• Eating Too Quickly: After an intense workout, your body needs time to cool down. If you eat a large meal immediately after exercising, it can put stress on your digestive system and lead to diarrhea.
  • Consuming Too Much Protein: While protein is essential for muscle recovery and growth and can aid in weight gain, consuming too much at once can overwhelm your digestive system and lead to diarrhea.

Tips for Preventing Diarrhea While Taking Pre Workout

1. Start with a Lower Dose

If you’re new to pre-workout supplements or trying a new brand, start with a lower dose than recommended. This can help your body adjust and minimise potential pre-workout side effects like diarrhea.

2. Stay Hydrated

Proper hydration is key in preventing diarrhea. Make sure you’re drinking enough water throughout the day and during your workouts.

3. Choose Non-Stimulant Pre Workouts

Some people find that stimulants like caffeine can upset their stomachs. If that’s the case for you, consider choosing a non-stimulant pre-workout supplement instead.

4. Eat a Small Snack

Taking pre-workout supplements on an empty stomach can cause digestive issues for some people. Try eating a small, easily digestible snack before taking your supplement.

5. Space Out Your Supplement Intake

Instead of taking your entire pre-workout supplement at once, try spreading it out over 15-30 minutes. This may make it easier on your stomach.

6. Avoid Mixing Supplements

Some people mix different supplements to achieve their fitness goals, but this can be hard on your stomach. Stick to one pre-workout supplement at a time to see how your body reacts.

7. Listen to Your Body

Everyone’s body is unique and reacts differently to different substances. If a certain pre workout supplement consistently causes discomfort or diarrhea, it might not be the right one for you.

Remember, pre-workout supplements are designed to enhance your workouts, not hinder them. It’s always important to listen to your body and make necessary adjustments.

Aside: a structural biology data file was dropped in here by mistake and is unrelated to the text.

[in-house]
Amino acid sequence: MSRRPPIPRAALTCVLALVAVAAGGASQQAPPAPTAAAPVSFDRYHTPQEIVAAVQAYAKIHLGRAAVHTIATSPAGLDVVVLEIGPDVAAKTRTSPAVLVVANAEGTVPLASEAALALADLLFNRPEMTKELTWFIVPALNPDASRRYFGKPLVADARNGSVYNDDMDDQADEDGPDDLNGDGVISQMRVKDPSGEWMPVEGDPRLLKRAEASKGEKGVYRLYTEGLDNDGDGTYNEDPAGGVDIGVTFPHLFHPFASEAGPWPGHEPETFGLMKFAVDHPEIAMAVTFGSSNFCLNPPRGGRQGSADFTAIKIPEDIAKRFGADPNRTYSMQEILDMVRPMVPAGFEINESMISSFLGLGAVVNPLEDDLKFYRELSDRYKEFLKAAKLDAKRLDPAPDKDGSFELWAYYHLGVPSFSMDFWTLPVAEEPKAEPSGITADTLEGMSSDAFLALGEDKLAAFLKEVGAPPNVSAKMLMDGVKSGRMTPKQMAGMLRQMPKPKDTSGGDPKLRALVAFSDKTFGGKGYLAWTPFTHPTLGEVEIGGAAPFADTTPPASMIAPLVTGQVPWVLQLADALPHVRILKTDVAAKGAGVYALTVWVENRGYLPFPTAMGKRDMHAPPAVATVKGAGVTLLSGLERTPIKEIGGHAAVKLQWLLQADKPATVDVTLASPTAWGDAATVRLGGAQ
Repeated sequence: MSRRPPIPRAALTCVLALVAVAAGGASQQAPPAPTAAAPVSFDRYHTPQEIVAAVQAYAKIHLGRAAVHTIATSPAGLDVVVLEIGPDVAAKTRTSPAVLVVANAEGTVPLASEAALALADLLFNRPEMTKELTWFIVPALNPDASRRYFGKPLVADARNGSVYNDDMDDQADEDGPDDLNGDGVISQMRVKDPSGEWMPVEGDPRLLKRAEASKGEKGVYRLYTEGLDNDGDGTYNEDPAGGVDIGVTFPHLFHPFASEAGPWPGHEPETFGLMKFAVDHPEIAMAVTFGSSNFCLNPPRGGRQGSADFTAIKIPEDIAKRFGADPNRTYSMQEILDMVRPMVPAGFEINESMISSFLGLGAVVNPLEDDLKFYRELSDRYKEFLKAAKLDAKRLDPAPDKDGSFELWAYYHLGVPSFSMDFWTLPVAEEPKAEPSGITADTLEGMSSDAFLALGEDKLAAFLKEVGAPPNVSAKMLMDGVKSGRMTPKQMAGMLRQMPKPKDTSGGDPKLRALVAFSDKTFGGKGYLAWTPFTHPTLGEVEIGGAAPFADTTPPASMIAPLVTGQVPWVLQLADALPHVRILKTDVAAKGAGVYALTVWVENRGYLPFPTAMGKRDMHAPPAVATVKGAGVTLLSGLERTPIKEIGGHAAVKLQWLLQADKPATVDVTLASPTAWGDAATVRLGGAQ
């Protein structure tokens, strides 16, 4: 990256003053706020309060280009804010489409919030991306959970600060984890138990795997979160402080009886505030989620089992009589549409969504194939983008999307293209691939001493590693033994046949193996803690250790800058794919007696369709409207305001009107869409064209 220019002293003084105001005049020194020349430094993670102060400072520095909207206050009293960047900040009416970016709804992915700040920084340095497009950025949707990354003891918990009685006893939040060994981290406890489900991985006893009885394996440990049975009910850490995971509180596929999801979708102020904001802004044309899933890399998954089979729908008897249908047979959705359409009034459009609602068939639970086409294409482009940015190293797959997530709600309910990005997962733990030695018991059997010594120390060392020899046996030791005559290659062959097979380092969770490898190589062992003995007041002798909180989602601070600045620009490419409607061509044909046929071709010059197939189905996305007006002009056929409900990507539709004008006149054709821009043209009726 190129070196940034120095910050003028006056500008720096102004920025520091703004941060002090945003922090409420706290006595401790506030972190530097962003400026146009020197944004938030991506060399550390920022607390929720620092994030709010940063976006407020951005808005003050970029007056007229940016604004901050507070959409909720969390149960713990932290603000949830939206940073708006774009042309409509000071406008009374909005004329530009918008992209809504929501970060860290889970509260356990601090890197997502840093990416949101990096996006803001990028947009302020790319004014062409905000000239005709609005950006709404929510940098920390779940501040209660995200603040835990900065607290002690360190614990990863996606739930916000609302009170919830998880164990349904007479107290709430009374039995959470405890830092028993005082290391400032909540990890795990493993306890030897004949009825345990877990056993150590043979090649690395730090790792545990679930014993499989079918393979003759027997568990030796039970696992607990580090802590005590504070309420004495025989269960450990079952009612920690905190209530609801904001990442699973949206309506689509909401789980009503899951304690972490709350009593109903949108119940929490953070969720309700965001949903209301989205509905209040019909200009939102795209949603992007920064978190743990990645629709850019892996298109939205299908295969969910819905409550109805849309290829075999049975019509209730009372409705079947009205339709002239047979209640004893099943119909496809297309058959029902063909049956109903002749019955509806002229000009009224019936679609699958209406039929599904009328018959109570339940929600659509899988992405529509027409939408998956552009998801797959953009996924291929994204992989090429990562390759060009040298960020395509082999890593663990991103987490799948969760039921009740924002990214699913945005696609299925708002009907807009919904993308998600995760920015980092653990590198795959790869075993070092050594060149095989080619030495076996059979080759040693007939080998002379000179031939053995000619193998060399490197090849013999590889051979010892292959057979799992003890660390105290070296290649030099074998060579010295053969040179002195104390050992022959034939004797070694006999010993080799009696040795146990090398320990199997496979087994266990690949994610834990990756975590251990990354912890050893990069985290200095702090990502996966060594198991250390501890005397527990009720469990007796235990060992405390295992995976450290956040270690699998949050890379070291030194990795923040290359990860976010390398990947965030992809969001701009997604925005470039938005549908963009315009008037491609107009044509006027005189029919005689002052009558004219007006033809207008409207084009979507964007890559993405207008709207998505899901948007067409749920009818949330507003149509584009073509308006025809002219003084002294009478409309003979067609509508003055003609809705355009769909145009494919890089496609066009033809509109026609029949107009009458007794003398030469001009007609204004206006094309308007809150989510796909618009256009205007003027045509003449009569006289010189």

Can Taking a Pre-Workout Supplement Cause Diarrhea? Our Final Wrap Up

To wrap up, yes, taking a pre-workout can cause diarrhea in some cases. However, by understanding the ingredients in your pre-workout, adjusting your dosage, staying hydrated, and maintaining good workout habits, you can significantly reduce the chances of experiencing this uncomfortable side effect.

As always, if you continue to experience diarrhea or other adverse effects, consult with a healthcare professional.


  1. Brown SR, Cann PA, Read NW. Effect of coffee on distal colon function. Gut. 1990 Apr;31(4):450-3. doi: 10.1136/gut.31.4.450. PMID: 2338272; PMCID: PMC1378422.
  2. Kahle LE, Kelly PV, Eliot KA, Weiss EP. Acute sodium bicarbonate loading has negligible effects on resting and exercise blood pressure but causes gastrointestinal distress. Nutr Res. 2013 Jun;33(6):479-86. doi: 10.1016/j.nutres.2013.04.009. Epub 2013 May 17. PMID: 23746564; PMCID: PMC3680785.
  3. Costello R, Wallace TC, Rosanoff A. Magnesium. Adv Nutr. 2016 Jan 15;7(1):199-201. doi: 10.3945/an.115.008524. PMID: 26773023; PMCID: PMC4717872.
  4. Ostojic, S. M., & Ahmetovic, Z. (2008). Gastrointestinal distress after creatine supplementation in athletes: are side effects dose dependent?. Research in sports medicine (Print), 16(1), 15–22.
  5. Ruiz-Ojeda FJ, Plaza-Díaz J, Sáez-Lara MJ, Gil A. Effects of Sweeteners on the Gut Microbiota: A Review of Experimental Studies and Clinical Trials. Adv Nutr. 2019 Jan 1;10(suppl_1):S31-S48. doi: 10.1093/advances/nmy037. Erratum in: Adv Nutr. 2020 Mar 1;11(2):468. PMID: 30721958; PMCID: PMC6363527.